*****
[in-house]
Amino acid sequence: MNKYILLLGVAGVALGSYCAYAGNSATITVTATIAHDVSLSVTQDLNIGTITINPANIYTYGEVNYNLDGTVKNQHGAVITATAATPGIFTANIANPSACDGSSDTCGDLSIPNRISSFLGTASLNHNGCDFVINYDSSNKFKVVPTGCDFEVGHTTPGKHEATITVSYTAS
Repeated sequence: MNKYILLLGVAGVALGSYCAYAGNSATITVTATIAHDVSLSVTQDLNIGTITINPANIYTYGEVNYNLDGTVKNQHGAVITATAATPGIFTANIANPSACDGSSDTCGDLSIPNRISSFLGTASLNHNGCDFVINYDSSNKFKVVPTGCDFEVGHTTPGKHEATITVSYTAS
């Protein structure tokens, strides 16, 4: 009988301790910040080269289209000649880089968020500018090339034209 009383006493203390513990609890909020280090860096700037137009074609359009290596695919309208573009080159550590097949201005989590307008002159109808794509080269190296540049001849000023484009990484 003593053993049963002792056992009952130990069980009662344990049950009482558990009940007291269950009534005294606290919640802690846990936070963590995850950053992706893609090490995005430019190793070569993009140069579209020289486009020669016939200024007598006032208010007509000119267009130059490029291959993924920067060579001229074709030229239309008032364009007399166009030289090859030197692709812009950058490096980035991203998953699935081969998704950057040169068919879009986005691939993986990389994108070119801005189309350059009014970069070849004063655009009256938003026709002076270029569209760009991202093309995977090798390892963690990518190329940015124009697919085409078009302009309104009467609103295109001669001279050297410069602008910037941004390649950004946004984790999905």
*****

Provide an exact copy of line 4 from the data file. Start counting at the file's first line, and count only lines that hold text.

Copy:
């Protein structure tokens, strides 16, 4: 009988301790910040080269289209000649880089968020500018090339034209 009383006493203390513990609890909020280090860096700037137009074609359009290596695919309208573009080159550590097949201005989590307008002159109808794509080269190296540049001849000023484009990484 003593053993049963002792056992009952130990069980009662344990049950009482558990009940007291269950009534005294606290919640802690846990936070963590995850950053992706893609090490995005430019190793070569993009140069579209020289486009020669016939200024007598006032208010007509000119267009130059490029291959993924920067060579001229074709030229239309008032364009007399166009030289090859030197692709812009950058490096980035991203998953699935081969998704950057040169068919879009986005691939993986990389994108070119801005189309350059009014970069070849004063655009009256938003026709002076270029569209760009991202093309995977090798390892963690990518190329940015124009697919085409078009302009309104009467609103295109001669001279050297410069602008910037941004390649950004946004984790999905």